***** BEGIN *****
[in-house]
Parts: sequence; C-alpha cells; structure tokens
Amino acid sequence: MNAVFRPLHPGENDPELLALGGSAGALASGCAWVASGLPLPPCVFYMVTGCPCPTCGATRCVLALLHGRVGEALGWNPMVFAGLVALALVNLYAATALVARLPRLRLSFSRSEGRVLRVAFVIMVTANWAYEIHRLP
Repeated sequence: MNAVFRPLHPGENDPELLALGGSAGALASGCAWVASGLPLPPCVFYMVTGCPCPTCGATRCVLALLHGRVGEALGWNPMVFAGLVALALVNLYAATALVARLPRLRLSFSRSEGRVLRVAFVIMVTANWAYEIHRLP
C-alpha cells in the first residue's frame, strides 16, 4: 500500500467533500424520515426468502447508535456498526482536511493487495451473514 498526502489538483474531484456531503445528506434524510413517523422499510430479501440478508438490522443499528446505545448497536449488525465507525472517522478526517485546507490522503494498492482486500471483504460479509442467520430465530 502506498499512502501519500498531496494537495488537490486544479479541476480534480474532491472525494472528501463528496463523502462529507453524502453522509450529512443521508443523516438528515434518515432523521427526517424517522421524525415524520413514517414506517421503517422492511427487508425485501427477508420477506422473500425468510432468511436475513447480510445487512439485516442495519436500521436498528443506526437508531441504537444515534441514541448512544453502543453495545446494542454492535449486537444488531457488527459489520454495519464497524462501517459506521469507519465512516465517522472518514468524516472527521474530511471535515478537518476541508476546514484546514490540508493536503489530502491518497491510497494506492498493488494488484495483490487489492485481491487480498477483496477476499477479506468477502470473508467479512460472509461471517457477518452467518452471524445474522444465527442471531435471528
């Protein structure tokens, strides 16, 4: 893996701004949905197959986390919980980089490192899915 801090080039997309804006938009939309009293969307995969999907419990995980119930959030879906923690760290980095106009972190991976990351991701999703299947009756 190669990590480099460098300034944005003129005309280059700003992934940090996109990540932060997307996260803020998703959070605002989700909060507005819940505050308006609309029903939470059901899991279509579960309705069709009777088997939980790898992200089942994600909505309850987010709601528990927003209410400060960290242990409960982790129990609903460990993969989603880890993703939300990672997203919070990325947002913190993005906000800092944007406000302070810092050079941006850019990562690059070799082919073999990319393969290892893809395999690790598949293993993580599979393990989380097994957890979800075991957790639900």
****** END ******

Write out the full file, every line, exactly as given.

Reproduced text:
[in-house]
Parts: sequence; C-alpha cells; structure tokens
Amino acid sequence: MNAVFRPLHPGENDPELLALGGSAGALASGCAWVASGLPLPPCVFYMVTGCPCPTCGATRCVLALLHGRVGEALGWNPMVFAGLVALALVNLYAATALVARLPRLRLSFSRSEGRVLRVAFVIMVTANWAYEIHRLP
Repeated sequence: MNAVFRPLHPGENDPELLALGGSAGALASGCAWVASGLPLPPCVFYMVTGCPCPTCGATRCVLALLHGRVGEALGWNPMVFAGLVALALVNLYAATALVARLPRLRLSFSRSEGRVLRVAFVIMVTANWAYEIHRLP
C-alpha cells in the first residue's frame, strides 16, 4: 500500500467533500424520515426468502447508535456498526482536511493487495451473514 498526502489538483474531484456531503445528506434524510413517523422499510430479501440478508438490522443499528446505545448497536449488525465507525472517522478526517485546507490522503494498492482486500471483504460479509442467520430465530 502506498499512502501519500498531496494537495488537490486544479479541476480534480474532491472525494472528501463528496463523502462529507453524502453522509450529512443521508443523516438528515434518515432523521427526517424517522421524525415524520413514517414506517421503517422492511427487508425485501427477508420477506422473500425468510432468511436475513447480510445487512439485516442495519436500521436498528443506526437508531441504537444515534441514541448512544453502543453495545446494542454492535449486537444488531457488527459489520454495519464497524462501517459506521469507519465512516465517522472518514468524516472527521474530511471535515478537518476541508476546514484546514490540508493536503489530502491518497491510497494506492498493488494488484495483490487489492485481491487480498477483496477476499477479506468477502470473508467479512460472509461471517457477518452467518452471524445474522444465527442471531435471528
């Protein structure tokens, strides 16, 4: 893996701004949905197959986390919980980089490192899915 801090080039997309804006938009939309009293969307995969999907419990995980119930959030879906923690760290980095106009972190991976990351991701999703299947009756 190669990590480099460098300034944005003129005309280059700003992934940090996109990540932060997307996260803020998703959070605002989700909060507005819940505050308006609309029903939470059901899991279509579960309705069709009777088997939980790898992200089942994600909505309850987010709601528990927003209410400060960290242990409960982790129990609903460990993969989603880890993703939300990672997203919070990325947002913190993005906000800092944007406000302070810092050079941006850019990562690059070799082919073999990319393969290892893809395999690790598949293993993580599979393990989380097994957890979800075991957790639900």